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Our supervisors undertake research across 7 core themes:

1. Genomic and -omic technologies

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Rachael Bashford-Rogers

We aim to determine the development, regulation and function of B and T cell populations in health and immunological diseases to lead us to an understanding of why certain individuals are at greater risk of developing immunological disease, as well as to identify potential therapeutic targets or improve clinical management. 

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Daniel Ebner

 

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Sally Cowley

We use human induced Pluripotent Stem Cells to model disease, focussing on innate immunity and neuroinflammation, with opportunities to undertake CRISPR/Cas-mediated mutagenesis and screens to uncover disease-associated pathways.   

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James McCullagh

Our group focuses on how chemical relationships between biomolecules are linked to their function in complex biological systems with particular focus on metabolism and its perturbations in health and disease. 

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Deborah Gill

We use viral vectors, which target the lung and liver, to deliver genes and gene editing molecules for treatment of rare diseases. 

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Sergi Padilla-Parra

Use of advanced imaging to understand HIV entry.

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Ben Davies

Our group researches the utility of CRISPR/Cas9 genome editing techniques to facilitate the generation of model systems, allowing the functional consequences of genome variation and mutation to be explored.

Benedikt Kessler

 

2. Functional genomics

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Gerton Lunter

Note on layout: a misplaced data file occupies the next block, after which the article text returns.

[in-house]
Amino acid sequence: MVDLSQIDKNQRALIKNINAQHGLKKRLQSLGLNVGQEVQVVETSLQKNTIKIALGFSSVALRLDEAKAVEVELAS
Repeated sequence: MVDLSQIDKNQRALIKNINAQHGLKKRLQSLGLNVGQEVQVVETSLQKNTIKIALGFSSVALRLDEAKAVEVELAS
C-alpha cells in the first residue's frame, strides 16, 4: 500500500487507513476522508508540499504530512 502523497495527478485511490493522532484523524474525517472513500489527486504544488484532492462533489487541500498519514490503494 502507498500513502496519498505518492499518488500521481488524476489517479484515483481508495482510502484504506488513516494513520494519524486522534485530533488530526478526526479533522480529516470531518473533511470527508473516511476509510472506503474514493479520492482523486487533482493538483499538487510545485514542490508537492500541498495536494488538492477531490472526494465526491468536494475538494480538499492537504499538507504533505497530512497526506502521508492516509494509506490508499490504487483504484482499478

We develop deep learning methods to predict genome function from sequence, to assess the impact of sequence variants and to improve our understanding of basic biology.

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Calli Dendrou

Our research aims to determine (i) how pleiotropic genetic variation affects immune responses in health and disease and (ii) how immune cell composition and function can be resolved at the single-cell level in primary human tissues to help inform therapeutic strategies. 

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Doug Higgs

We use state of the art technologies in molecular biology, imaging and computational analysis to establish the principles by which mammalian genes are switched on and off during lineage specification, differentiation and maturation. 

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John Todd

The JDRF/Wellcome Trust DIL is researching the causes of the autoimmune disease type 1 diabetes (T1D) in order to treat and prevent the disease by modulating the causative pathways.  

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Ben Davies

Our group researches the utility of CRISPR/Cas9 genome editing techniques to facilitate the generation of model systems, allowing the functional consequences of genome variation and mutation to be explored.

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Jim Hughes

The Hughes group combines molecular, computational and machine learning based approaches to investigate mammalian gene regulation and  the role sequence variation plays in common human disease. 

Julian Knight

Thomas Milne

Tatjana Sauka-Spengler

 

3. Genome biology

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Daniel Wilson

We research the population genomics of pathogenic bacteria, including genome-wide association studies and evolutionary approaches.

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Adrian Smith